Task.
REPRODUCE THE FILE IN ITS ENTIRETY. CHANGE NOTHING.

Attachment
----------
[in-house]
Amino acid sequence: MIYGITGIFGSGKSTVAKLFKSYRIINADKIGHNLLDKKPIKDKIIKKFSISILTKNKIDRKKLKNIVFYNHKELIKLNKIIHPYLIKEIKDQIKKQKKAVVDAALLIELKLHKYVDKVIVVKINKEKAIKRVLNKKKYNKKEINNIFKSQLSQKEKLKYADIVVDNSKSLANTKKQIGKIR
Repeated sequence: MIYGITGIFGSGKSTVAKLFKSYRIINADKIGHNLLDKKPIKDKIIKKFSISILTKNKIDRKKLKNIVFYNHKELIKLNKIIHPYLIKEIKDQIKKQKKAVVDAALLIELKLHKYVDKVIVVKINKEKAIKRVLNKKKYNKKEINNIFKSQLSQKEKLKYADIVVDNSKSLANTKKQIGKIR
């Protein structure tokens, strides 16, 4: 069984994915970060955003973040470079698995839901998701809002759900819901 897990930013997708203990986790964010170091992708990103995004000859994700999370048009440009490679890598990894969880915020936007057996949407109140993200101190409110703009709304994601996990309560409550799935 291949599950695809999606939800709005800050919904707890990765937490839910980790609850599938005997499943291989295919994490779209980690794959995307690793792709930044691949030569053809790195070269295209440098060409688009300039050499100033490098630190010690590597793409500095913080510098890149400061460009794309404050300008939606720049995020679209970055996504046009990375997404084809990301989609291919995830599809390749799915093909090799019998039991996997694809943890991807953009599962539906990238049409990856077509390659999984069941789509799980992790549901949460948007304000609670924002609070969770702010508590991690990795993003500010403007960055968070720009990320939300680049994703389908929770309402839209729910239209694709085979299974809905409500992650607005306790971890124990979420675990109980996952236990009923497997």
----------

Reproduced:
[in-house]
Amino acid sequence: MIYGITGIFGSGKSTVAKLFKSYRIINADKIGHNLLDKKPIKDKIIKKFSISILTKNKIDRKKLKNIVFYNHKELIKLNKIIHPYLIKEIKDQIKKQKKAVVDAALLIELKLHKYVDKVIVVKINKEKAIKRVLNKKKYNKKEINNIFKSQLSQKEKLKYADIVVDNSKSLANTKKQIGKIR
Repeated sequence: MIYGITGIFGSGKSTVAKLFKSYRIINADKIGHNLLDKKPIKDKIIKKFSISILTKNKIDRKKLKNIVFYNHKELIKLNKIIHPYLIKEIKDQIKKQKKAVVDAALLIELKLHKYVDKVIVVKINKEKAIKRVLNKKKYNKKEINNIFKSQLSQKEKLKYADIVVDNSKSLANTKKQIGKIR
């Protein structure tokens, strides 16, 4: 069984994915970060955003973040470079698995839901998701809002759900819901 897990930013997708203990986790964010170091992708990103995004000859994700999370048009440009490679890598990894969880915020936007057996949407109140993200101190409110703009709304994601996990309560409550799935 291949599950695809999606939800709005800050919904707890990765937490839910980790609850599938005997499943291989295919994490779209980690794959995307690793792709930044691949030569053809790195070269295209440098060409688009300039050499100033490098630190010690590597793409500095913080510098890149400061460009794309404050300008939606720049995020679209970055996504046009990375997404084809990301989609291919995830599809390749799915093909090799019998039991996997694809943890991807953009599962539906990238049409990856077509390659999984069941789509799980992790549901949460948007304000609670924002609070969770702010508590991690990795993003500010403007960055968070720009990320939300680049994703389908929770309402839209729910239209694709085979299974809905409500992650607005306790971890124990979420675990109980996952236990009923497997």